Kenyan women achieved a historic breakthrough in the August 9 elections, winning 26 female MP seats, another step towards parity.
The campaign had already been atypical with a record number of female candidates, three of whom appeared as running mates of the four presidential contenders.
Last Tuesday, 22.1 million voters had to choose their new president, as well as 290 MPs, 47 Senators, 47 County Governors and 1,450 County Assemblies.
Among the 16,100 candidates, Kenyans elected 26 female MPs, up from 23 in 2017, seven female governors, up from three in 2017, and three senators.
Women won in the politically influential counties of Kirinyaga and Machakos as well as Meru, where former women's representative Kawira Mwangaza ran as an independent and beat her male competitors.
In the city of Nakuru, in the Rift Valley, women have won eight positions, including one as governor and senator.
“Now sit down and watch what women can do when they are in office,” said Tabitha Karanja, businesswoman at the head of Kenya's second largest brewery (Keroche Breweries Ltd) and newly elected senator. under the label of William Ruto's United Democratic Alliance (UDA).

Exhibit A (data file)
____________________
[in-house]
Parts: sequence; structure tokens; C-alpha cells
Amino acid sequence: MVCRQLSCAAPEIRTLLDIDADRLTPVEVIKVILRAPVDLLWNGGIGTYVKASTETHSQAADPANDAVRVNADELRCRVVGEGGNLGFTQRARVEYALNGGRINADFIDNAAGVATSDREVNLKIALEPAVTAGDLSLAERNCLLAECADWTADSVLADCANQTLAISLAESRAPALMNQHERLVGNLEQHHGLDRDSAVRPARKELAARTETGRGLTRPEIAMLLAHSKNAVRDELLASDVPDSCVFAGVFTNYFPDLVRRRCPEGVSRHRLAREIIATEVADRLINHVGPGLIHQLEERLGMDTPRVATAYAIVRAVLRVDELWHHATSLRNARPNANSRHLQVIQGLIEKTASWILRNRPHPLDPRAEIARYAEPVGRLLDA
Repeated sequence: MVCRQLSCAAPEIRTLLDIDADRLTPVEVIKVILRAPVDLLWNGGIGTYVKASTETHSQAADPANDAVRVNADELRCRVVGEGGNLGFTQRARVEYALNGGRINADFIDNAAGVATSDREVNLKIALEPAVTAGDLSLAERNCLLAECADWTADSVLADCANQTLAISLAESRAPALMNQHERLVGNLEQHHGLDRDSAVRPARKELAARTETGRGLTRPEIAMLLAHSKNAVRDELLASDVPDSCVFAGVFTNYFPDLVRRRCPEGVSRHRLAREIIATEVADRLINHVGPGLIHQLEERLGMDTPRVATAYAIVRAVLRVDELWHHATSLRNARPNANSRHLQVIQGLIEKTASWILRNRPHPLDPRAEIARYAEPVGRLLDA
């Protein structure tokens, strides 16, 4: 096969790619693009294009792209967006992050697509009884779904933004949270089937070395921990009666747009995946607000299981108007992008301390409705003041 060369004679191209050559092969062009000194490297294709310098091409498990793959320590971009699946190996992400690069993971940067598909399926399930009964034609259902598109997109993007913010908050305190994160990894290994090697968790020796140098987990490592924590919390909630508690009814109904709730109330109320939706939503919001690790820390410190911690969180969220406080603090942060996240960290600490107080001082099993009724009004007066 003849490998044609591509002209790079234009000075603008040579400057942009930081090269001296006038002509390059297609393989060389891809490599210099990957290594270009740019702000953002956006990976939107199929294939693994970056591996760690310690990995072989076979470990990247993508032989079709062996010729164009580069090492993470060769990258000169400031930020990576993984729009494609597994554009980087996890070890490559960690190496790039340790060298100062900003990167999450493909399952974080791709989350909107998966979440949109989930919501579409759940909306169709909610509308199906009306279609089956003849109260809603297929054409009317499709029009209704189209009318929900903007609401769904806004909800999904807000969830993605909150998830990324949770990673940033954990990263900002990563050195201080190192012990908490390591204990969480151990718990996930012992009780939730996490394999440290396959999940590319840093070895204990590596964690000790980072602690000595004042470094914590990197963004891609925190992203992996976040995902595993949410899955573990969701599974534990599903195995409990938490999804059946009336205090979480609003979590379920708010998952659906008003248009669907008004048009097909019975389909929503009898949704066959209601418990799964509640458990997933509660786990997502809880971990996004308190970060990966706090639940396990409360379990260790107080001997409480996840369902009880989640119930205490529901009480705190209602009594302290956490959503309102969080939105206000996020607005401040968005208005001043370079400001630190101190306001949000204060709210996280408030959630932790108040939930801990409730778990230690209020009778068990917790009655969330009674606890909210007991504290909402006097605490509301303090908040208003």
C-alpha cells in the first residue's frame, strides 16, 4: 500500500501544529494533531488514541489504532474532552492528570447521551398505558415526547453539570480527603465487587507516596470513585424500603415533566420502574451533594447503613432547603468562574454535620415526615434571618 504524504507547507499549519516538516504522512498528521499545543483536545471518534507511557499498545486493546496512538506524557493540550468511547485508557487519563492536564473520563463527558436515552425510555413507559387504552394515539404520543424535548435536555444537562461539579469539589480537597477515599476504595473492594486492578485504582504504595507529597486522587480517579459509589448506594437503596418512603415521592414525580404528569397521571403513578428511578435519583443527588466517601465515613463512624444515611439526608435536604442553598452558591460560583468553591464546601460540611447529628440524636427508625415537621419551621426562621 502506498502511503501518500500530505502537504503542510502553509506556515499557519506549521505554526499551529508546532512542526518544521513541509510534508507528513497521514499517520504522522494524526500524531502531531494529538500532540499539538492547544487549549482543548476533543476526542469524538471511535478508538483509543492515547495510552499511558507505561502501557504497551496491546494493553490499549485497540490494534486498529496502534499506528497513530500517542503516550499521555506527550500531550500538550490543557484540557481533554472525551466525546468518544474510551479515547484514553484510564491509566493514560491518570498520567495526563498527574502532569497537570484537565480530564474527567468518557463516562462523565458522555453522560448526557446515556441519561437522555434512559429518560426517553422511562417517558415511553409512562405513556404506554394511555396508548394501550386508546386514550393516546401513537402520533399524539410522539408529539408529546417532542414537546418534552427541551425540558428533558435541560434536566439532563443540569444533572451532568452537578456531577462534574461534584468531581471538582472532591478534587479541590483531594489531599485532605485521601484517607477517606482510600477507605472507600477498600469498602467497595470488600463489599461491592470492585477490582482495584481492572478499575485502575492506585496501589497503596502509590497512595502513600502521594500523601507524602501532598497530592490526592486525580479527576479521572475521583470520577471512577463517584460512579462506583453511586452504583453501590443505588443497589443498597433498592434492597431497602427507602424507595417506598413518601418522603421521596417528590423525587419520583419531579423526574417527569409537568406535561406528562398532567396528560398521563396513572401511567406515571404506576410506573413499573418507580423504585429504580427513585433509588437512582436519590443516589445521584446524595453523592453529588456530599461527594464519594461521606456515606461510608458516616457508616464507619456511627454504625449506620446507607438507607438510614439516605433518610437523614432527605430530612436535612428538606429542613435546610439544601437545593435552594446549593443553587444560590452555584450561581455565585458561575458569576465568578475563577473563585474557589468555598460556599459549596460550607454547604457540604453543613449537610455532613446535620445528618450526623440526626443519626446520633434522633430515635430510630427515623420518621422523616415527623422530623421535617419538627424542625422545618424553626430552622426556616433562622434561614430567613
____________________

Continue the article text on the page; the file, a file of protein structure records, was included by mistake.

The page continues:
Since the election of the first woman to Parliament in 1969, the political landscape in Kenya has remained predominantly male and the application parcel parity.
The 2010 Constitution requires a two-thirds/one-third balance between men and women in Parliament. But the two houses, dominated by men, have never passed a law to this effect, despite legal challenges to force their hand.
The number of women elected had already increased in 2017, to reach approximately 20% of the National Assembly. However, Kenya remains far from some of its neighbors, such as Rwanda, in terms of parity.
The political journey of Kenyan women is often strewn with pitfalls and that of the candidates of 2022 was no exception .
The campaign 'has been marred by violence against women' despite government warnings and promises to tackle the problem, according to the International Federation for Human Rights and the NGO Human Rights Commission of Kenya.
However, “the emergence of more women candidates confirms that these primitive tactics no longer work as well as in the past,” noted in its editorial in the August 5 the influential Kenyan newspaper Daily Nation.